A Trump victory could foreshadow a solid performance in the collection of Southern states that vote on March 1. Victories in those Super Tuesday contests could put the billionaire in a commanding position in the delegate count, which determines the nomination at the party's national convention in July.
Cruz, who has challenged Trump's conservative credentials, banked on a well-regarded get-out-the-vote operation and 10,000 volunteers to help overtake Trump on Saturday, as well as in the Southern states that follow.
A failure to top Trump in South Carolina could puncture that strategy, though Cruz, who sidetracked briefly to Washington to attend the funeral Mass for Supreme Court Justice Antonin Scalia, will still have more than enough money to run a long campaign.
Florida Sen. Marco Rubio and Bush were fighting to establish themselves as credible alternatives to Trump and Cruz, candidates some Republican leaders believe are unelectable in November.
Neither Bush nor Rubio expected to win South Carolina. But they wanted to finish ahead of one another; otherwise, there would be tough questions about long-term viability.
Rubio scored the endorsements of several prominent South Carolina politicians, including Gov. Nikki Haley, and seemed to have rebounded after a dismal debate performance two weeks ago that contributed to a disappointing fifth-place finish in the New Hampshire primary..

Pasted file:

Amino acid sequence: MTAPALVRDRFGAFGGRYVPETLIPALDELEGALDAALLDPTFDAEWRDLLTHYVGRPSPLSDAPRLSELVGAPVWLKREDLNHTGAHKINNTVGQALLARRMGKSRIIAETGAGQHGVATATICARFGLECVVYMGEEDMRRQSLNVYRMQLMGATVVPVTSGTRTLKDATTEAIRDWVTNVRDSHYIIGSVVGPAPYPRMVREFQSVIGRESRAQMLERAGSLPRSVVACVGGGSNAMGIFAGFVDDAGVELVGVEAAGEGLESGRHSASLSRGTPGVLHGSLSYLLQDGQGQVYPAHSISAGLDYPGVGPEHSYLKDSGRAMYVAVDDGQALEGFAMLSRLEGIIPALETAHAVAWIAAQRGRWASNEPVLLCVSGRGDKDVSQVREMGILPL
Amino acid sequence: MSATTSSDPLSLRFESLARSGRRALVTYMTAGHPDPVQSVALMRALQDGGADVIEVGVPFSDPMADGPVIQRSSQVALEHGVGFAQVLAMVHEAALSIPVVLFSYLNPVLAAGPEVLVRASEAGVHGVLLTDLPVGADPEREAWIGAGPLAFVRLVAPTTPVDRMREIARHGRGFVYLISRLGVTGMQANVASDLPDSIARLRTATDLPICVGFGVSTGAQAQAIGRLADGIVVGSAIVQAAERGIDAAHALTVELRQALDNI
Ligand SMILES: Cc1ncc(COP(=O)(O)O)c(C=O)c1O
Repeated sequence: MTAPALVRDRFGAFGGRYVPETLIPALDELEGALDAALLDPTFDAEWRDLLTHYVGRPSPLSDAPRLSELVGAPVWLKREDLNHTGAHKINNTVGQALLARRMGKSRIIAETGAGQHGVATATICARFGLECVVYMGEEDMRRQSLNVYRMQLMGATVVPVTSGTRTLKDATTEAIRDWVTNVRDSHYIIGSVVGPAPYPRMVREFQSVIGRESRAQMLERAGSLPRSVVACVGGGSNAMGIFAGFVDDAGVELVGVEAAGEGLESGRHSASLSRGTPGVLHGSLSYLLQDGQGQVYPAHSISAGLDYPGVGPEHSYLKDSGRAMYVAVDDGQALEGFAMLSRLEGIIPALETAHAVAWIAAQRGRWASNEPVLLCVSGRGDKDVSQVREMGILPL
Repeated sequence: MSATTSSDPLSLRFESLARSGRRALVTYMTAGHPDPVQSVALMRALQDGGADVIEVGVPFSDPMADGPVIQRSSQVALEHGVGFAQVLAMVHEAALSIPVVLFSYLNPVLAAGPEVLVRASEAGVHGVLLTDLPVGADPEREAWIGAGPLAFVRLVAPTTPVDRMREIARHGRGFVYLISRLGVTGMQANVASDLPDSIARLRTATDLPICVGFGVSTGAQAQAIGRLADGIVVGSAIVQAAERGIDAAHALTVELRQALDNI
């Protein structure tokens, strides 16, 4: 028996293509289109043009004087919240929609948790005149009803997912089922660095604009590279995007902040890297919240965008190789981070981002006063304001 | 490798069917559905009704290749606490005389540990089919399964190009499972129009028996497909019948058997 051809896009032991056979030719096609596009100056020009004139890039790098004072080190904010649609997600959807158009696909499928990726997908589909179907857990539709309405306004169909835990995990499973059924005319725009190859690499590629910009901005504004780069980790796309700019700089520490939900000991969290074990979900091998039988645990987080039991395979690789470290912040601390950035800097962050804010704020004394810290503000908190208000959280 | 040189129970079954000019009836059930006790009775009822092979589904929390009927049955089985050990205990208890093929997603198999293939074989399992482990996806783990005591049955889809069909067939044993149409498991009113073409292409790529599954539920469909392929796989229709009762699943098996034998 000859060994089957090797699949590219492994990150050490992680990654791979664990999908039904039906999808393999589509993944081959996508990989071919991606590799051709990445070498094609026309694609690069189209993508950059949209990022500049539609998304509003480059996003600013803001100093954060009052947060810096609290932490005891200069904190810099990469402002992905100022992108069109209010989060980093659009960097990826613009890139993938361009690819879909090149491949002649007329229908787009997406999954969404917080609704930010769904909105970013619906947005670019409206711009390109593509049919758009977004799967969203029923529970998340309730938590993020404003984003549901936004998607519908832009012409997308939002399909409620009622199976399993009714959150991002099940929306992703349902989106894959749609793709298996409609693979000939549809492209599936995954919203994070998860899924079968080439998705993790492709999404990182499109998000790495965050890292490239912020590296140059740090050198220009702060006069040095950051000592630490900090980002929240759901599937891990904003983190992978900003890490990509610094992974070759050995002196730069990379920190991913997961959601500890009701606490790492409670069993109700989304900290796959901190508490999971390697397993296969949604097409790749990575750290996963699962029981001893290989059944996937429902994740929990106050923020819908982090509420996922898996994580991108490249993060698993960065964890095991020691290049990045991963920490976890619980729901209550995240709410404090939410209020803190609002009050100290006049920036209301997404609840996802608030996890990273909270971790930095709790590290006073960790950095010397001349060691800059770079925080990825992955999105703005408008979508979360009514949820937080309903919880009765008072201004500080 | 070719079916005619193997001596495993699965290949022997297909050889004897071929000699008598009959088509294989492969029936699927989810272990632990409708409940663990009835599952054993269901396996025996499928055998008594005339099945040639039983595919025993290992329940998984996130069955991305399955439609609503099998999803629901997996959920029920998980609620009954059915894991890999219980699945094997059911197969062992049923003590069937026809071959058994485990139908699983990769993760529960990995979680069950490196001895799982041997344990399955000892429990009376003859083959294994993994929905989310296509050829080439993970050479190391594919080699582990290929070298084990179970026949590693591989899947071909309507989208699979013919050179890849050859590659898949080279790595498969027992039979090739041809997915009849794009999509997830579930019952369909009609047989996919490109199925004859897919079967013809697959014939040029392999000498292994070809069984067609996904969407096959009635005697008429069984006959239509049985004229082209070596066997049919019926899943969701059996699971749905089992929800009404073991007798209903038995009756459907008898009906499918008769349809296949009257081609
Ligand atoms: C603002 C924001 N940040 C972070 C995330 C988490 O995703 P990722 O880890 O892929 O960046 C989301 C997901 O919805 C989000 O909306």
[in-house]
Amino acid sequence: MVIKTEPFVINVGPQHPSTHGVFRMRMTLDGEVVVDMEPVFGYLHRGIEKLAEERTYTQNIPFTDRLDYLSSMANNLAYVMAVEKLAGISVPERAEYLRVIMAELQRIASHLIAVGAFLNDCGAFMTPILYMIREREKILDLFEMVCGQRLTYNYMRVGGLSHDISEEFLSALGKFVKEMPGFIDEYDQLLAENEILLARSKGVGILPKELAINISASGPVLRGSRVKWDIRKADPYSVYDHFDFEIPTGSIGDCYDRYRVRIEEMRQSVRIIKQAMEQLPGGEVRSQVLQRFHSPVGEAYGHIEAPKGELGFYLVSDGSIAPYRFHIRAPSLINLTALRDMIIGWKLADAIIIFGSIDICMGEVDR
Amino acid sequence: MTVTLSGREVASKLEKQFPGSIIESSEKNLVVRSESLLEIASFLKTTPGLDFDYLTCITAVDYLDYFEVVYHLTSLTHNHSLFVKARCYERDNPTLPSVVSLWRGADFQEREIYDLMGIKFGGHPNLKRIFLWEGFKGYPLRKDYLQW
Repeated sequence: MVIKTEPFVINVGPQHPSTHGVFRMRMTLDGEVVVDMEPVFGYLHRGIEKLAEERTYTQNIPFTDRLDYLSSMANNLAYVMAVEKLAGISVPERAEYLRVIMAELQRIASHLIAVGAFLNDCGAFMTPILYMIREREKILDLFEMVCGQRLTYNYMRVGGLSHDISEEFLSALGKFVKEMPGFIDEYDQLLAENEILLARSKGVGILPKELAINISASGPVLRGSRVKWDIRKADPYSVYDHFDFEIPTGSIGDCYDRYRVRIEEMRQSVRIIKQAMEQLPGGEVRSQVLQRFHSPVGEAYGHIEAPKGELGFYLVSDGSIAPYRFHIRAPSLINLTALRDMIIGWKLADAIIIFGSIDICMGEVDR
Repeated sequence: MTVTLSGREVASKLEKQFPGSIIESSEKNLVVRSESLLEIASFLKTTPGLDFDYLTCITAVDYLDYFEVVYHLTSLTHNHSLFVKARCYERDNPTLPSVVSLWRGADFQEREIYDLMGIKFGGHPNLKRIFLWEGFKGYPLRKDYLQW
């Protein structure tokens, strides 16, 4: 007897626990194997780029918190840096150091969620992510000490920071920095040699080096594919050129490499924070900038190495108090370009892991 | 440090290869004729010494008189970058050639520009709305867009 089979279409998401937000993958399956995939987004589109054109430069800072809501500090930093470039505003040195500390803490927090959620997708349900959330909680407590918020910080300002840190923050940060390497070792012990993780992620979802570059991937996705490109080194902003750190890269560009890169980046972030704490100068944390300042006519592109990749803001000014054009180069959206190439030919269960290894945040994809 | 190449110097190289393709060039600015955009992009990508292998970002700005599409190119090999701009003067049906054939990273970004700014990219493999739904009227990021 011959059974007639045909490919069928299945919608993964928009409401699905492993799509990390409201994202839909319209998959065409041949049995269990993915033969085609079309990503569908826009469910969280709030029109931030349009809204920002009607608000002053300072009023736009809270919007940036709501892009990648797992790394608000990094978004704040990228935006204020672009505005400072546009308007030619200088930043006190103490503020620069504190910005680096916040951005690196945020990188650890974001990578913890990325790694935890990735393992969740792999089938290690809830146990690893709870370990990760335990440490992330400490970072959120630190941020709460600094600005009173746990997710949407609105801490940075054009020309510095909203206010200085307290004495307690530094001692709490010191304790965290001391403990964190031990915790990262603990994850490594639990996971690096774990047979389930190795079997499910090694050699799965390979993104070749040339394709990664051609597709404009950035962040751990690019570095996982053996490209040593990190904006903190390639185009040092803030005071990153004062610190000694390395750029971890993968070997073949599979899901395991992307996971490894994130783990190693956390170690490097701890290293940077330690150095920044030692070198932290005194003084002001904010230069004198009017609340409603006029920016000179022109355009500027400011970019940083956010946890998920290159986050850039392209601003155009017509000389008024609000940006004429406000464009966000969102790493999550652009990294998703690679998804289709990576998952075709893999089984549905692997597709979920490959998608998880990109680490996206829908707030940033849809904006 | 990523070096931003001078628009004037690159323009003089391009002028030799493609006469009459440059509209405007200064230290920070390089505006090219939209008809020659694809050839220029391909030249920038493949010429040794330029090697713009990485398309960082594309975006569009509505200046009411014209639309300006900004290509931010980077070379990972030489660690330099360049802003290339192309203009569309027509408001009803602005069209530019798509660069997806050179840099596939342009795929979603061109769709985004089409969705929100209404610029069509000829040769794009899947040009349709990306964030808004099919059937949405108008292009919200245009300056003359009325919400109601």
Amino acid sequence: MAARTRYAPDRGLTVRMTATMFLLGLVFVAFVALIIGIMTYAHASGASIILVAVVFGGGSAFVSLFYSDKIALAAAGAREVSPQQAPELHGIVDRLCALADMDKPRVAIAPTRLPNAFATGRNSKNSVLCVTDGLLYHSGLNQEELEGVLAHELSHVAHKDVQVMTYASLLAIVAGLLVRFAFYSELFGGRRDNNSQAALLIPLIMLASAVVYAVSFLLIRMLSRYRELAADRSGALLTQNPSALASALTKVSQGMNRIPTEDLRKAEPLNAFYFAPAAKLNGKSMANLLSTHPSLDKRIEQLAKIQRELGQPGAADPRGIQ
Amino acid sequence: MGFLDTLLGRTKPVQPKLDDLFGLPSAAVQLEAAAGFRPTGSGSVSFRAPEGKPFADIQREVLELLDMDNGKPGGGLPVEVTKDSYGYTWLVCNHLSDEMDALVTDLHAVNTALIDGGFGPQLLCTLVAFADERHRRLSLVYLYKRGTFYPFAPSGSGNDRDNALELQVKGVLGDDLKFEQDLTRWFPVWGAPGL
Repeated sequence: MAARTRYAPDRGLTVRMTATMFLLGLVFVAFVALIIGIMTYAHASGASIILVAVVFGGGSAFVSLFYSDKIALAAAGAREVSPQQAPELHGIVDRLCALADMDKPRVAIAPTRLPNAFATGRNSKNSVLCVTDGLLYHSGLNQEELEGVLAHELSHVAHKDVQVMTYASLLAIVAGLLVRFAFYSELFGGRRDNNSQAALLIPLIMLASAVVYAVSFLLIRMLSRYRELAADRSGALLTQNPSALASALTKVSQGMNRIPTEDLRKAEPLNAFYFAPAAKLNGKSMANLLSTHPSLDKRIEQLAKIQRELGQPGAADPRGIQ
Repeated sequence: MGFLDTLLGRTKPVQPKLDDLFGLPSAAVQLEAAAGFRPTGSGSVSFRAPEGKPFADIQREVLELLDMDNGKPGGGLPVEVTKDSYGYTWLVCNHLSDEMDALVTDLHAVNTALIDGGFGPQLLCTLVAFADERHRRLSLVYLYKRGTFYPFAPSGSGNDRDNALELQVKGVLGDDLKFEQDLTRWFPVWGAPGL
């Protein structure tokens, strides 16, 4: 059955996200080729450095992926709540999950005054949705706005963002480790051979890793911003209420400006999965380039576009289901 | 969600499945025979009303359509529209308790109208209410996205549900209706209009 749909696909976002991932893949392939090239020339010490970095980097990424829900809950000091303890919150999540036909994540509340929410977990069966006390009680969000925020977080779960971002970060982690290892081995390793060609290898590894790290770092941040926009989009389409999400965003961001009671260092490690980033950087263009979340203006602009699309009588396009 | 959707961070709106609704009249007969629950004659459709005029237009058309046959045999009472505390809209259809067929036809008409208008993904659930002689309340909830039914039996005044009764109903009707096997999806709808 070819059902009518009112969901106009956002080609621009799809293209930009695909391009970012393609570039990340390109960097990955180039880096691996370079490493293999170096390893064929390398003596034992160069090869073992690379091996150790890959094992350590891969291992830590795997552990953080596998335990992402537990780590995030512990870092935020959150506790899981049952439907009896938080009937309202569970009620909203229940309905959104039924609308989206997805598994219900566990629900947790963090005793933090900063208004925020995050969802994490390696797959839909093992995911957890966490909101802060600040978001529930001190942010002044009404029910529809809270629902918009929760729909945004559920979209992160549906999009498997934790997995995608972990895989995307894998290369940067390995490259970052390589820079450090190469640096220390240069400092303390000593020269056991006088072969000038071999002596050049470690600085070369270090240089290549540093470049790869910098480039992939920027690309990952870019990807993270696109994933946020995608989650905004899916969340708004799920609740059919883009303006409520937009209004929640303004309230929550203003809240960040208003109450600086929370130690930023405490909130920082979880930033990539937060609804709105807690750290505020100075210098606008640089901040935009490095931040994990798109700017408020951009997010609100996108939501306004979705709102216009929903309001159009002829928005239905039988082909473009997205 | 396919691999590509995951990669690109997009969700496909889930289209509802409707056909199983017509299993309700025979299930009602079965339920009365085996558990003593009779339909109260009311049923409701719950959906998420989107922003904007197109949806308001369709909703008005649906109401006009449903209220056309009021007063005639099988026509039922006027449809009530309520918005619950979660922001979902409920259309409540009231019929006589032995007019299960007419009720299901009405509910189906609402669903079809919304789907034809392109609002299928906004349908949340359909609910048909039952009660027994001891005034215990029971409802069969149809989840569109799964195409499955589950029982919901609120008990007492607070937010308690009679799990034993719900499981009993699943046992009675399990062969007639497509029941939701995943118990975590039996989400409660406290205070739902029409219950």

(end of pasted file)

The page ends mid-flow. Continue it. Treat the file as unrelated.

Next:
Bush hoped his deep family ties to South Carolina — his brother and father each won two primaries here — would be a lifeline for his struggling campaign.
Also in the mix was Ohio Gov. John Kasich, who had low expectations in South Carolina. He was looking toward more moderate states that vote later in March. Retired neurosurgeon Ben Carson had a small but loyal cadre of followers.
For Democrats, the contest between Clinton and Sanders had grown closer than expected.
Sanders, a self-proclaimed democratic socialist, had energized voters, particularly young people, with his impassioned calls for breaking up Wall Street banks and providing free tuition at public colleges and universities.
But Clinton prevailed in Nevada with the backing of women, union workers, minorities, moderates and voters who are certain that the former secretary of state will have a better shot at winning in November, according to entrance polls. Sanders won three-fourths of voters 45 and under, but Clinton offset that by picking up two-thirds of voters over 45.
A large majority of blacks supported Clinton, an outcome that bodes well for Clinton in upcoming Southern state primaries. Hispanics were relatively closely divided between the two candidates.
Clinton's win means she will pick up at least 18 of Nevada's 35 delegates.
Democrats and Republicans will swap locations in the coming days. The Republicans holds their caucuses in Nevada on Tuesday, while Democrats face off in South Carolina on Feb. 27. On Super Tuesday, both parties will hold contests in multiple states.